BY MICHAEL SOMMERS
So a charismatic con-artist sings and dances into a jerkwater town where he intends to make a bundle while wooing a local authority figure with a disabled younger relative ... sorry, folks, it’s not “The Music Man,” but “Leap of Faith,” a new musical that premiered Thursday at the St. James Theater.
What’s not so new and even sorrier is the musical’s familiar story based on an old Steve Martin movie about a bogus preacher and his hallelujah caravan who pitch a tent in a drought-stricken community and appeal for rain and dollars … and shades of “110 in the Shade.”
A Mephistophelian-looking Raul Esparza stars as the cynical Jonas Nightingale. Exploiting the locals, Jonas quickly seduces Marla, the county sheriff and widowed mom of Jake, a 13-year-old in a wheelchair expecting a healing miracle.
Flatly framed into a musical by original screenwriter Janus Cercone and the estimable Warren (“Side Man”) Leight, “Leap of Faith” offers a tiresome series of Bible-thumping clichés and improbable events.
For instance: After blasting Jonas in sarcastic songs like “Fox in the Henhouse” and “I Can Read Yo u,” Marla then jumps into bed with him. Nor can this sheriff somehow dissuade her disabled son Jake from attending the nightly revivals that Jonas and his gospel-shouting company are throwing … she could hide his wheelchair, maybe?
Oh, but that’s not all for plot. The miracle show’s hearty but conflicted choir leader and bookkeeper, Ida Mae, is visited by her disapproving son Isaiah, a divinity student who labors to expose Jonas’ charlatan outfit. Meanwhile, the gullible yokels sing hosannas.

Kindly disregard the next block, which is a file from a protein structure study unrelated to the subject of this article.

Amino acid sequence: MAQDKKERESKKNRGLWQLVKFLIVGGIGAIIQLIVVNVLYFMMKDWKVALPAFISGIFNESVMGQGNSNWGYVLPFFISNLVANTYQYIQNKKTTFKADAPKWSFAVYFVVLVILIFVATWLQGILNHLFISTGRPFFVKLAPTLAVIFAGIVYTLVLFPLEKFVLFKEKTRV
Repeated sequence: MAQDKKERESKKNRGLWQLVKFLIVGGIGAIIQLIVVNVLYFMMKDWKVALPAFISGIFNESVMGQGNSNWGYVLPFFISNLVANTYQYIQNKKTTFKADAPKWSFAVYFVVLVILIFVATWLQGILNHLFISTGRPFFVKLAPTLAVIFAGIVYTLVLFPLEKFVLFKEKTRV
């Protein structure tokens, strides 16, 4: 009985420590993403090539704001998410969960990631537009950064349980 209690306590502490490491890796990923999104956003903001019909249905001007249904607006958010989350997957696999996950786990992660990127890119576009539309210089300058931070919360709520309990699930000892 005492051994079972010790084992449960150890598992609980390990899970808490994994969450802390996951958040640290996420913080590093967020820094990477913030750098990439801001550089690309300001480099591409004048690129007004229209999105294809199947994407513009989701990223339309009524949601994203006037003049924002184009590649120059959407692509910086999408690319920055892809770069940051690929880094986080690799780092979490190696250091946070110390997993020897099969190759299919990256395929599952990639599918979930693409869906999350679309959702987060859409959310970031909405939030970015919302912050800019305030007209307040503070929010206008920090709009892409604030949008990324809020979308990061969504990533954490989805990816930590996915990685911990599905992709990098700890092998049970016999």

Speaking of outfits, Esparza sports glittering attire, courtesy of designer William Ivey Long, while Jonas, his equally cynical baby sister and their travelling salvation show sing and shout and dance and clap and holler and testify through the endless likes of quasi-inspirational numbers like “Rise Up!,” “Step Into the Light,” “Dancin’ in the Devils Shoes” and “If Your Faith Is Strong Enough.”
Much of this music is downright handsome, since the ever-melodic Alan Menken composed it, but the gospel stuff sooner than later turns monotonous, especially since it not sincerely motivated. The nicest selections are a wistful “Long Past Dreamin’” plaint for Marla and a propulsive “Are You on the Bus?” ensemble number. The lyrics by Glenn Slater sometimes are neat (“A fox like you don’t fool a chick like me”) and sometimes are banal (“If I believe in you, can you believe in me?”).
With his hooded eyes and sleazy air, Esparza obviously appears thoroughly corrupt as Jonas, but perhaps that’s what the writers and director Christopher Ashley desire so that his inevitable redemption seems doubtful. If his dubious character is not palatable, Esparza burns with energy and sings like the blazes.
Jessica Phillips gives the supposedly prudent pushover Marla personal conviction and her songs a smoky country-western resonance. Kecia Lewis-Evans lifts up a powerfully beautiful voice as Ida Mae and a personable Leslie Odom, Jr. makes the crusading Isaiah into more of a tonic than a pill. A very hard-working ensemble injects much jubilance into their music and enthusiasm into their performances.
For all of everyone’s professional heat, however, the retreaded material never catches fire. Although Ashley’s staging is aided by designer Robin Wagner’s typically nimble setting, which thrusts over the orchestra pit and into the stage boxes, the director has trouble adjusting the script’s confusing focus as it shifts between a revival meeting in Manhattan and the principal story set in Kansas.
With so many fresh productions of enjoyable musicals both old and new like “Evita,” “Nice Work If You Can Get It” and Menken’s own lovable “Newsies” available for customers, the misbegotten “Leap of Faith” doesn’t stand a chance on Broadway.
“Leap of Faith” continues at the St. James Theater, 246 W. 44th St., New York. Call (212) 239-6200 or visit www.leapoffaithbroadway.com.